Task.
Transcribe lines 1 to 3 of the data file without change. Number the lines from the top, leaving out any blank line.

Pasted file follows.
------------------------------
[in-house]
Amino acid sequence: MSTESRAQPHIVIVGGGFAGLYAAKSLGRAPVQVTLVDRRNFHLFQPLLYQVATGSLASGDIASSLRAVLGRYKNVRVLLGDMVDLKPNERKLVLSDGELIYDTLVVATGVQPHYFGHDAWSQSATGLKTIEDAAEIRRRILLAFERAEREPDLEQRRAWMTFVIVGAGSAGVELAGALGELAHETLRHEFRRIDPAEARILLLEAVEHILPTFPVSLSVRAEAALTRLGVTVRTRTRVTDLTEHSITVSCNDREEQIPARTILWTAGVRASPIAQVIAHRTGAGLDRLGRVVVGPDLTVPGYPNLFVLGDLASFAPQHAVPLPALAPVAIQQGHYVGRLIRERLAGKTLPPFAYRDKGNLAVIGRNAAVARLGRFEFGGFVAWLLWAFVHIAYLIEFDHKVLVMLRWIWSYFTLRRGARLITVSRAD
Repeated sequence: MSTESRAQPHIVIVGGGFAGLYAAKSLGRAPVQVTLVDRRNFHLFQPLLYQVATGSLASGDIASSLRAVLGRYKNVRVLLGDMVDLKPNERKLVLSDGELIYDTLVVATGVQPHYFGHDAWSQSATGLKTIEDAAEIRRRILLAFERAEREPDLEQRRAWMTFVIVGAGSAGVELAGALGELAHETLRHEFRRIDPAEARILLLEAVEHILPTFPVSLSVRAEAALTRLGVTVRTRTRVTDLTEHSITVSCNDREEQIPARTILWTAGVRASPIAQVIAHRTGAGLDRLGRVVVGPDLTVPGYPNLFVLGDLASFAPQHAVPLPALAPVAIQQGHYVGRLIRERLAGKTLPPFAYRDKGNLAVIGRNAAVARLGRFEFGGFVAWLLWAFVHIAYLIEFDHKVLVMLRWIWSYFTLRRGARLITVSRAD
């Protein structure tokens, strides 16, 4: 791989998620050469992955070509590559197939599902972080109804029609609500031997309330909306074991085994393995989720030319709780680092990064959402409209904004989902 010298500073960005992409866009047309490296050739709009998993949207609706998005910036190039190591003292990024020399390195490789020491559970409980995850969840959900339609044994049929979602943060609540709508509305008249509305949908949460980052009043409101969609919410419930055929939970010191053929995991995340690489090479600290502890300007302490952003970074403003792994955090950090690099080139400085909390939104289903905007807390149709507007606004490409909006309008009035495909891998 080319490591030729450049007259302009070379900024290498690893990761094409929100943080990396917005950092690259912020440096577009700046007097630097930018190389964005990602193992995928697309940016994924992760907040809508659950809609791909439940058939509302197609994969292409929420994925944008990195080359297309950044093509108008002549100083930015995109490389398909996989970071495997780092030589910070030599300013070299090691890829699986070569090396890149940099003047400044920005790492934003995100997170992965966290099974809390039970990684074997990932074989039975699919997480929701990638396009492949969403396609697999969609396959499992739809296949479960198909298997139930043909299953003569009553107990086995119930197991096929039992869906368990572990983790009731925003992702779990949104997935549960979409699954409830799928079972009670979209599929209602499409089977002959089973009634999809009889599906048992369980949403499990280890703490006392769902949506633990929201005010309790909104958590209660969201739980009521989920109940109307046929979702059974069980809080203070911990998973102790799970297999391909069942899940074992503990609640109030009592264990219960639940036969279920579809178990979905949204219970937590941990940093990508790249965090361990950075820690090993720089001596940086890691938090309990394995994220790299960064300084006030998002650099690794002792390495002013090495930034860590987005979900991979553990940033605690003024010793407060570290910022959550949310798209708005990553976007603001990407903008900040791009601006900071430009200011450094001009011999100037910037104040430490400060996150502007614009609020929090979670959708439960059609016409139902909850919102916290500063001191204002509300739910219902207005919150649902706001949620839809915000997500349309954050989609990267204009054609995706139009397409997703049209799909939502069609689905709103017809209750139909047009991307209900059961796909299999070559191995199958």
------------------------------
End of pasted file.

[in-house]
Amino acid sequence: MSTESRAQPHIVIVGGGFAGLYAAKSLGRAPVQVTLVDRRNFHLFQPLLYQVATGSLASGDIASSLRAVLGRYKNVRVLLGDMVDLKPNERKLVLSDGELIYDTLVVATGVQPHYFGHDAWSQSATGLKTIEDAAEIRRRILLAFERAEREPDLEQRRAWMTFVIVGAGSAGVELAGALGELAHETLRHEFRRIDPAEARILLLEAVEHILPTFPVSLSVRAEAALTRLGVTVRTRTRVTDLTEHSITVSCNDREEQIPARTILWTAGVRASPIAQVIAHRTGAGLDRLGRVVVGPDLTVPGYPNLFVLGDLASFAPQHAVPLPALAPVAIQQGHYVGRLIRERLAGKTLPPFAYRDKGNLAVIGRNAAVARLGRFEFGGFVAWLLWAFVHIAYLIEFDHKVLVMLRWIWSYFTLRRGARLITVSRAD
Repeated sequence: MSTESRAQPHIVIVGGGFAGLYAAKSLGRAPVQVTLVDRRNFHLFQPLLYQVATGSLASGDIASSLRAVLGRYKNVRVLLGDMVDLKPNERKLVLSDGELIYDTLVVATGVQPHYFGHDAWSQSATGLKTIEDAAEIRRRILLAFERAEREPDLEQRRAWMTFVIVGAGSAGVELAGALGELAHETLRHEFRRIDPAEARILLLEAVEHILPTFPVSLSVRAEAALTRLGVTVRTRTRVTDLTEHSITVSCNDREEQIPARTILWTAGVRASPIAQVIAHRTGAGLDRLGRVVVGPDLTVPGYPNLFVLGDLASFAPQHAVPLPALAPVAIQQGHYVGRLIRERLAGKTLPPFAYRDKGNLAVIGRNAAVARLGRFEFGGFVAWLLWAFVHIAYLIEFDHKVLVMLRWIWSYFTLRRGARLITVSRAD